Trivago may be fined more than $90 million for promising consumers cheap prices but instead prioritising deals from its highest advertisers.
The Federal Court ruled the travel booking platform was guilty of misleading consumers in January 2020 when Australia’s consumer watchdog took them to court for claiming its website showed the lowest prices despite its algorithm favouring its advertisers.
On Monday, The Australian Competition and Consumer Commission (ACCC)’s lawyer Tim Begbie said Trivago had offered a service it did not provide.
He said the company’s actions were intentional and had serious and far-reaching consequences, based on its business model.
“What Trivago delivered to consumers was almost the opposite of what it promised,” he said, according to The Guardian.
Begbie said the sheer volume of searches conducted on the site over during the period of time it was making the false claims meant the company could face fines of hundreds of billions of dollars, but that was much more than the watchdog would seek.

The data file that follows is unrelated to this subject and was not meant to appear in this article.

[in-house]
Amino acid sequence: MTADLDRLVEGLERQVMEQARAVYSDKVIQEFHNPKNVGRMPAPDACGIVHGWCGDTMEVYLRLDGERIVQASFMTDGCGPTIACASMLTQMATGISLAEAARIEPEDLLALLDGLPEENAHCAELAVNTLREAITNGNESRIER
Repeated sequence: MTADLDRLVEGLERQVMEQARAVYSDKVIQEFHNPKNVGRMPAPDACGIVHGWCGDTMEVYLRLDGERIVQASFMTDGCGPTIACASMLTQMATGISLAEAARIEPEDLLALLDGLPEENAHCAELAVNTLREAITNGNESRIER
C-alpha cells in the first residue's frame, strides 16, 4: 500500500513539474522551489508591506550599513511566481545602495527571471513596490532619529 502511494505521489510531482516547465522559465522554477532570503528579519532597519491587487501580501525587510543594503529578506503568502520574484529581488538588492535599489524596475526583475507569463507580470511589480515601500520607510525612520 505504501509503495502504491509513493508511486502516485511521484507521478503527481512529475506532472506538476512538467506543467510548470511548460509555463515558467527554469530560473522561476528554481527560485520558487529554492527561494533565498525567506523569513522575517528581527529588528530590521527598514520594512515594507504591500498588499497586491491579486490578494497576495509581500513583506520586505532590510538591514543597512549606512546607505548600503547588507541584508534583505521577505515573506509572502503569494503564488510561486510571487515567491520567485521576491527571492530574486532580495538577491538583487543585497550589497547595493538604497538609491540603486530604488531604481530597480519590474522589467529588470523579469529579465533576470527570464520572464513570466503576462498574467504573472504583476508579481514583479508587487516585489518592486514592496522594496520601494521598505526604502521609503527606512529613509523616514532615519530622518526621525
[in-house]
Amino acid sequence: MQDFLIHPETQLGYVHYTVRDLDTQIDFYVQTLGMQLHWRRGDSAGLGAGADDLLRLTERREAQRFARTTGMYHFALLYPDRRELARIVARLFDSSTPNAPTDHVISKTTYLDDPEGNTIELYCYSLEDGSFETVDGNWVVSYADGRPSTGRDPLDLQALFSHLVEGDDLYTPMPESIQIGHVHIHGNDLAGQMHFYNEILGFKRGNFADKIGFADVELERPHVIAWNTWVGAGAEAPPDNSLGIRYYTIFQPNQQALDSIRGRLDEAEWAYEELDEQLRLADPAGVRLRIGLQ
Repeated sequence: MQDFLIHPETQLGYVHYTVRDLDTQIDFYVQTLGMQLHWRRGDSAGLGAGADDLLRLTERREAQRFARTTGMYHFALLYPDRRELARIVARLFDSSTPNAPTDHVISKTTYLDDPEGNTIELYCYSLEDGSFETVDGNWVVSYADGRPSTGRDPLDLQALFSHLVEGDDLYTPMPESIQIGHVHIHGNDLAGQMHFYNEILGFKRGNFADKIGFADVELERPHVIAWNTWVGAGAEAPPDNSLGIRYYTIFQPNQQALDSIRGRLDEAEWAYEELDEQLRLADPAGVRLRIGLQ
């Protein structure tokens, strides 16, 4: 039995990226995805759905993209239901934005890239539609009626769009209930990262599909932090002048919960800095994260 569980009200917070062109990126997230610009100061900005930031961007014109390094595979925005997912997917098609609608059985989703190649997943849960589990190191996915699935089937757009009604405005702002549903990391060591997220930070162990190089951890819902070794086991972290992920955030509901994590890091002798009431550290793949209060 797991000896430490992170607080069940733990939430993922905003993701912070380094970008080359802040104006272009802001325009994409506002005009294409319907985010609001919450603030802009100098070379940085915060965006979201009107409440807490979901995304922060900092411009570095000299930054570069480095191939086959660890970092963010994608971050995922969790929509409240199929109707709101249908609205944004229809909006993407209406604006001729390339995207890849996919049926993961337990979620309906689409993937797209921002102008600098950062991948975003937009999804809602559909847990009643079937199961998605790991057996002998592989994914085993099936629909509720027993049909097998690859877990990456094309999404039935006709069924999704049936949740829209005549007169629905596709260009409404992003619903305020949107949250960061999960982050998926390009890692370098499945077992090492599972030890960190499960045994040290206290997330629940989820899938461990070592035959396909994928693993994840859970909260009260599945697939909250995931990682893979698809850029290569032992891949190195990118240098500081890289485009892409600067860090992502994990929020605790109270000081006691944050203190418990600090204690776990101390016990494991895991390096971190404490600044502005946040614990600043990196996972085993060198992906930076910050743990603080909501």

Instead, the ACCC wants Trivago to be fined a minimum of $90 million, making it one of the largest penalties imposed in Australia for breaching consumer law.
The Canberra Times reported that the false claims were featured on Trivago’s website more than 400,000 times from late 2013 to mid-2018.
Trivago’s lawyers argued that a penalty of $15 million would be an adequate penalty.
In its January ruling, the Federal Court also found Trivago’s hotel room rate comparisons that used strike-through prices or text in different colours gave consumers a false impression of savings because they often compared an offer for a standard room with an offer for a luxury room at the same hotel.
Trivago tried to appeal the court’s decision in November 2020, but was dismissed.